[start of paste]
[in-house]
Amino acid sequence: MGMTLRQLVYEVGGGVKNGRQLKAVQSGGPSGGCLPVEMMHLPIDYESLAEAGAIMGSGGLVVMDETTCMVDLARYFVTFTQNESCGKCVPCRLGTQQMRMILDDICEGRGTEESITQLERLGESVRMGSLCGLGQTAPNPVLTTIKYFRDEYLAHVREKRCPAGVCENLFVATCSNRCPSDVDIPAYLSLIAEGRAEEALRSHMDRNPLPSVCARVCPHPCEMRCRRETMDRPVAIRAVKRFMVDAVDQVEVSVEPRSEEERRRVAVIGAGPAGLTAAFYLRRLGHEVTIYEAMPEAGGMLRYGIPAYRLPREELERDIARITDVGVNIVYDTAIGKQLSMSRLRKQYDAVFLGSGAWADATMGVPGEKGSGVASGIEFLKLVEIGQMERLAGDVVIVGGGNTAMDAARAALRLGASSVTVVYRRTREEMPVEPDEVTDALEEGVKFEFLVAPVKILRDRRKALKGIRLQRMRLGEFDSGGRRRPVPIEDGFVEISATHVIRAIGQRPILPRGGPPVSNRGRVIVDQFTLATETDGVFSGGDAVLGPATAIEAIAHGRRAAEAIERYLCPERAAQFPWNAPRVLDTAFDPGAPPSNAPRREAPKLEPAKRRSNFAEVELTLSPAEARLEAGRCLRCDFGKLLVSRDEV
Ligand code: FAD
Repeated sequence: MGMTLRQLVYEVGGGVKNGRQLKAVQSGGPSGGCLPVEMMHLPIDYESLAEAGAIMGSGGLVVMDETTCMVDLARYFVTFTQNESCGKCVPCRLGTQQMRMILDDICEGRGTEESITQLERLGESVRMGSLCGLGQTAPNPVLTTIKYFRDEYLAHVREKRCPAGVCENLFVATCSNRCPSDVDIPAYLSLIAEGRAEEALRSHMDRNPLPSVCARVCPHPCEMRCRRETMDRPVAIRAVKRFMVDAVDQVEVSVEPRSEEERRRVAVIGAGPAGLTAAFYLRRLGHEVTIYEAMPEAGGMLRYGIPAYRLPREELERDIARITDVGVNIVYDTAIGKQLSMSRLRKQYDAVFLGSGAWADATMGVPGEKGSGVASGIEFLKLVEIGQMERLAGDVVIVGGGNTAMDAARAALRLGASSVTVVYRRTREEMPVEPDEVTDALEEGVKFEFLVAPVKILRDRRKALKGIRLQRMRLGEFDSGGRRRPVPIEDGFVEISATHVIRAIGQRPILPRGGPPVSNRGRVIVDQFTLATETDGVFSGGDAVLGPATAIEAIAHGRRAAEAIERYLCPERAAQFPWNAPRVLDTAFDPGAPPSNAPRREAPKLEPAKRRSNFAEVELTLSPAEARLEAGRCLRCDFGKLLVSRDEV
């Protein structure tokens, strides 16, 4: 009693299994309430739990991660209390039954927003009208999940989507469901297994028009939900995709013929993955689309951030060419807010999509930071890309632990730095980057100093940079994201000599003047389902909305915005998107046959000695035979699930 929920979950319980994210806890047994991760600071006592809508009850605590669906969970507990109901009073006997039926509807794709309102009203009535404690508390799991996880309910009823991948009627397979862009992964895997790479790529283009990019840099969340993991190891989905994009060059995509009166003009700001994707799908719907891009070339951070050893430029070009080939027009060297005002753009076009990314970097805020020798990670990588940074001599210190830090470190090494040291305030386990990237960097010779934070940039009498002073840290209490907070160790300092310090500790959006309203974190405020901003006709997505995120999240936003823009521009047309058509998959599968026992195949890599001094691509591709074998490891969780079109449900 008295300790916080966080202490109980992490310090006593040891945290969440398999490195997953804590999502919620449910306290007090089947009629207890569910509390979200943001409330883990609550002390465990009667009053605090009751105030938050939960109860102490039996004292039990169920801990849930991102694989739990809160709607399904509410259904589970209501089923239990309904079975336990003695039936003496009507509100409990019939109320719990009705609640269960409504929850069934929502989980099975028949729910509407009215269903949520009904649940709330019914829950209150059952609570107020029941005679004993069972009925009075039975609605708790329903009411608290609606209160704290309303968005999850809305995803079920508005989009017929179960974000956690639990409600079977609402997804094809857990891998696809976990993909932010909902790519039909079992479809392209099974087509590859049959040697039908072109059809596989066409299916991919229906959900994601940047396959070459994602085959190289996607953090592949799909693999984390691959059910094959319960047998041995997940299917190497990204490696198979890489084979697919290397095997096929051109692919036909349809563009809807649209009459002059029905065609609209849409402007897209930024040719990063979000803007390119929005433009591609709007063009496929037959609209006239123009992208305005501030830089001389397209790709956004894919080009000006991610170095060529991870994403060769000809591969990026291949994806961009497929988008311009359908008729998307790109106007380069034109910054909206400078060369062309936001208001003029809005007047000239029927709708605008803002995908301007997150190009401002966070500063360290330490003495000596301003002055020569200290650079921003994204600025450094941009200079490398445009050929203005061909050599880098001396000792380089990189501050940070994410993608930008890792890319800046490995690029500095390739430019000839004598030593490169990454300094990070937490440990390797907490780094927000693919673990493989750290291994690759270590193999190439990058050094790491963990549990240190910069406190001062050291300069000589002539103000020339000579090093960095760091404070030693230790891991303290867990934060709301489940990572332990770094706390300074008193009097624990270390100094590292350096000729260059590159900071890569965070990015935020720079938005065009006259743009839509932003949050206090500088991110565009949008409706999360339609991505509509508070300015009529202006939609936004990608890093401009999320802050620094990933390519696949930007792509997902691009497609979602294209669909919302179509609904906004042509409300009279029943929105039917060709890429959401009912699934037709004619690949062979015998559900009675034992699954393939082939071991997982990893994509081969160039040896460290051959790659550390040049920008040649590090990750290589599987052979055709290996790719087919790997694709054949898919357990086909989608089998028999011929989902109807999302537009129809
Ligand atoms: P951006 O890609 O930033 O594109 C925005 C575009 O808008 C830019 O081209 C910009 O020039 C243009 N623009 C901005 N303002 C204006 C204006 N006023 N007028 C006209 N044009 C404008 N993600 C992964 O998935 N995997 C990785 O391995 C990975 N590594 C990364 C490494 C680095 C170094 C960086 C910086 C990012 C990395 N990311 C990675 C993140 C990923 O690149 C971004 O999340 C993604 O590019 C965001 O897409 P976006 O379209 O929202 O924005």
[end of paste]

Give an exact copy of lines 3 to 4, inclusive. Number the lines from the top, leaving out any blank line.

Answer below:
Ligand code: FAD
Repeated sequence: MGMTLRQLVYEVGGGVKNGRQLKAVQSGGPSGGCLPVEMMHLPIDYESLAEAGAIMGSGGLVVMDETTCMVDLARYFVTFTQNESCGKCVPCRLGTQQMRMILDDICEGRGTEESITQLERLGESVRMGSLCGLGQTAPNPVLTTIKYFRDEYLAHVREKRCPAGVCENLFVATCSNRCPSDVDIPAYLSLIAEGRAEEALRSHMDRNPLPSVCARVCPHPCEMRCRRETMDRPVAIRAVKRFMVDAVDQVEVSVEPRSEEERRRVAVIGAGPAGLTAAFYLRRLGHEVTIYEAMPEAGGMLRYGIPAYRLPREELERDIARITDVGVNIVYDTAIGKQLSMSRLRKQYDAVFLGSGAWADATMGVPGEKGSGVASGIEFLKLVEIGQMERLAGDVVIVGGGNTAMDAARAALRLGASSVTVVYRRTREEMPVEPDEVTDALEEGVKFEFLVAPVKILRDRRKALKGIRLQRMRLGEFDSGGRRRPVPIEDGFVEISATHVIRAIGQRPILPRGGPPVSNRGRVIVDQFTLATETDGVFSGGDAVLGPATAIEAIAHGRRAAEAIERYLCPERAAQFPWNAPRVLDTAFDPGAPPSNAPRREAPKLEPAKRRSNFAEVELTLSPAEARLEAGRCLRCDFGKLLVSRDEV